Salvation Army Medical Centre Opens in Auckland
The Salvation Army celebrated the opening of its first medical centre in New Zealand on Monday 18 September in Royal Oak, Auckland. ‘Hauora Service—Health Care for All’ aims to provide a comprehensive primary care service focused on achieving health equity for all people, particularly those who live with and experience mental health and addiction challenges. The medical centre is open to the public and anyone looking for quality, holistic healthcare at an affordable price.
The ceremony was opened with a karakia (prayer) by National Operations Manager Lt-Colonel Jenny Carey, followed by a mihi whakatau by Pipiwharouroa Campbell, pou ahurea (national Maori lead) for Salvation Army Addictions, Supportive Accommodation and Reintegration Services (ASARS). A warm welcome was then given by National Director Lt-Colonel Rod Carey to those in attendance.
Lt-Colonel Rod Carey acknowledged the need within the community for a wraparound service that offered a holistic approach to healthcare. ‘We recognise that many individuals face challenges in accessing professional healthcare,’ said Rod. ‘We provide a service that specifically meets the needs of tāngata whai ora (clients), ensuring that nobody is left behind.’ He said the main priority of the new medical centre is a person’s overall wellbeing.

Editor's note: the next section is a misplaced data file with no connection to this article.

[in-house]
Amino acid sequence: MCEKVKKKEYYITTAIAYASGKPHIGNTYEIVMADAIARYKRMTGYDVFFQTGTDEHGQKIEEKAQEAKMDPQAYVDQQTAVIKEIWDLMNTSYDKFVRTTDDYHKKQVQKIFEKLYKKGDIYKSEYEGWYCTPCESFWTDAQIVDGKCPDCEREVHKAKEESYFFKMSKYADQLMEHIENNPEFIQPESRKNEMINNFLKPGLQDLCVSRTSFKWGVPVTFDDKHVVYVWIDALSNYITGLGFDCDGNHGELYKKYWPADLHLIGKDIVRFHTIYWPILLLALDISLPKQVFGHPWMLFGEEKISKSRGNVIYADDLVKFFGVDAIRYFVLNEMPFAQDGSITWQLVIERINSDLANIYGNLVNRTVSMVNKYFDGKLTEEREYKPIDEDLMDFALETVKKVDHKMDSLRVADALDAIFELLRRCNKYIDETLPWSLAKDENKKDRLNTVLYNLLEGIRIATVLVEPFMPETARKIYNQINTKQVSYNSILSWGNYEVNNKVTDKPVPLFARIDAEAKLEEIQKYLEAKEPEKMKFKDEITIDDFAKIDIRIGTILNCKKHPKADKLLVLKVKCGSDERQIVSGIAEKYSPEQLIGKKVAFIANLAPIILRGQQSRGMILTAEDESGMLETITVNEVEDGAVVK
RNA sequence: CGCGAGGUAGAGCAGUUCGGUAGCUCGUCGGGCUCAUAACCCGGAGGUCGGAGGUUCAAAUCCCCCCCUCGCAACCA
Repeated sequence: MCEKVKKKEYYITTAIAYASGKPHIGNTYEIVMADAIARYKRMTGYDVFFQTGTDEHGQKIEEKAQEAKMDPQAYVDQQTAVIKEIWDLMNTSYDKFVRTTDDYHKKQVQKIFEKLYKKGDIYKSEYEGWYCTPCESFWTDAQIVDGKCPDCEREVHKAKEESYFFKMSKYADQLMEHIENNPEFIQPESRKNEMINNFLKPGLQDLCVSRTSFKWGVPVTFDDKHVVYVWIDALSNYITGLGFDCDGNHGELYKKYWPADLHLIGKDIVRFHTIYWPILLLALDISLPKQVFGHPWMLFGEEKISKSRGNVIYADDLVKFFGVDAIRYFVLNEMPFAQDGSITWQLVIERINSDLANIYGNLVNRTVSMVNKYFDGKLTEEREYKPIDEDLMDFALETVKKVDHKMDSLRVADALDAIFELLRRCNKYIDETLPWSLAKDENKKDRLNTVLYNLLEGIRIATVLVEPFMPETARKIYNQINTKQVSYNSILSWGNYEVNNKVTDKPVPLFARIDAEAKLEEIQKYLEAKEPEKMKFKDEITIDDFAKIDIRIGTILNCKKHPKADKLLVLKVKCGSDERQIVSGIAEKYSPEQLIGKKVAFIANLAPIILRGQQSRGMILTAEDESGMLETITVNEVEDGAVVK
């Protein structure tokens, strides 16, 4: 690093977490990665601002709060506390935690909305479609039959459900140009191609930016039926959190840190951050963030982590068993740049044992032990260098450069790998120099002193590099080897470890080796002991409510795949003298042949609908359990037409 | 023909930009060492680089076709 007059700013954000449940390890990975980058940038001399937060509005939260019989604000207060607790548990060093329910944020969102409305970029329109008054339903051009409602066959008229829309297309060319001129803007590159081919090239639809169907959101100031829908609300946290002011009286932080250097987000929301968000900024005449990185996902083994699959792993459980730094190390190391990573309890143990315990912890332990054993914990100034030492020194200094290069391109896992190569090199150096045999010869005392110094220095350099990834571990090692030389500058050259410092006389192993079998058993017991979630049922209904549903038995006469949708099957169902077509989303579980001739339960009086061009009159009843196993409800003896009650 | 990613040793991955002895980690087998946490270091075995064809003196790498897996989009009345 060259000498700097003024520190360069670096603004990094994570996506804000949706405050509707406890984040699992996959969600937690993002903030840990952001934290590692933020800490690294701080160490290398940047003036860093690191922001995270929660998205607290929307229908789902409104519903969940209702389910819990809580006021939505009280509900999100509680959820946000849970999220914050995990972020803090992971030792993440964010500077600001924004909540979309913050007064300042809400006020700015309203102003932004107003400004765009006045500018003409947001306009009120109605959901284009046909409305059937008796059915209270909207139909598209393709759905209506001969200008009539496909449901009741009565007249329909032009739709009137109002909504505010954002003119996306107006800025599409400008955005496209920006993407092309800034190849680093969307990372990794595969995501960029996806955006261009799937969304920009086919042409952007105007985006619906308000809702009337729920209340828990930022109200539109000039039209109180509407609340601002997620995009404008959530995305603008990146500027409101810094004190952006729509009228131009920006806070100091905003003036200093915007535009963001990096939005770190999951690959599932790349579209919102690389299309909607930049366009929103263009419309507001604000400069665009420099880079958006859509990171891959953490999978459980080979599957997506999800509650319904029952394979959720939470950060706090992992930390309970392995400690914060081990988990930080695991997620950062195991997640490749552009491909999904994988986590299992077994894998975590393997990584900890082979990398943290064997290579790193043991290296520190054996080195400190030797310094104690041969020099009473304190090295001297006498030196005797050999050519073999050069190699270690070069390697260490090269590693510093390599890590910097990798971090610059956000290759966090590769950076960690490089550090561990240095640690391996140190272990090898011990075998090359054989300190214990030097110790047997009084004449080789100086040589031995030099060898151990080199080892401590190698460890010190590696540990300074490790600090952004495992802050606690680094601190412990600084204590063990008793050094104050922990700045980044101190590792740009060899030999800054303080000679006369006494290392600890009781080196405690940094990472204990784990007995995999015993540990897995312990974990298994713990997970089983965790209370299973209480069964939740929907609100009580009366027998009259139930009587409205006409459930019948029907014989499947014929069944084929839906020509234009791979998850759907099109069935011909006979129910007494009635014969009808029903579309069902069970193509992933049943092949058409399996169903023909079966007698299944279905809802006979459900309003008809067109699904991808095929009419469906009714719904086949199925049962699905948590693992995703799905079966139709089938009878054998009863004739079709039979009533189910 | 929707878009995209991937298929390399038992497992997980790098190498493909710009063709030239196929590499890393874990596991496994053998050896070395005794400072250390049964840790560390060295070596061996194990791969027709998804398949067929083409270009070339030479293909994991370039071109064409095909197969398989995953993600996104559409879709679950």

The guest speaker for the ceremony was the Hon Priyanca Radhakrishnan (Labour), MP for Maungakiekie, who shared that the local community welcomes this new health centre, and expressed words of appreciation to The Salvation Army for this initiative which will make a real difference in the lives of Kiwi struggling with health and wellbeing.
Territorial leaders for The Salvation Army, Commissioners Mark and Julie Campbell, led a prayer of dedication before cutting the ribbon to officially open the centre.
The name ‘Hauora’ was chosen to reflect the holistic approach to healthcare that incorporates the overall health of an individual. ‘By embracing the concept of hauora in our general practice, we can provide Christian compassion and care coupled with a comprehensive patient-centred approach that goes beyond treating just the physical, to include social, mental, emotional and spiritual wellbeing,’ said Rod.
ASARS currently provides healthcare services to tāngata whai ora, through a combination of employed nurses and outsourced services, including general practitioners. Two years ago, a working group was established to develop a greater understanding of the current state of the primary healthcare market and the needs of tāngata whai ora, and to explore domestic and global case studies. This has shaped the strategic aspiration for our fit-for-purpose health service.
Hauora Service Practice Manager, Bhoomesh Shreedam, introduced the team of qualified and experienced doctors, nurse practitioners and nurses, who he said, ‘share our vision and are looking forward to serving the community’.
‘We are committed to the Hauora Service being both financially and operationally sustainable so that we can deliver this ongoing positive impact in providing healthcare,’ said Rod. ‘Hauora Services is enrolling new patients who are looking for a health service that offers compassionate, affordable and inclusive healthcare for you and your whānau (family).’
The dedication ceremony was closed with a karakia of blessing by Pipiwharauroa Campbell followed by a tour of the medical centre and light refreshments.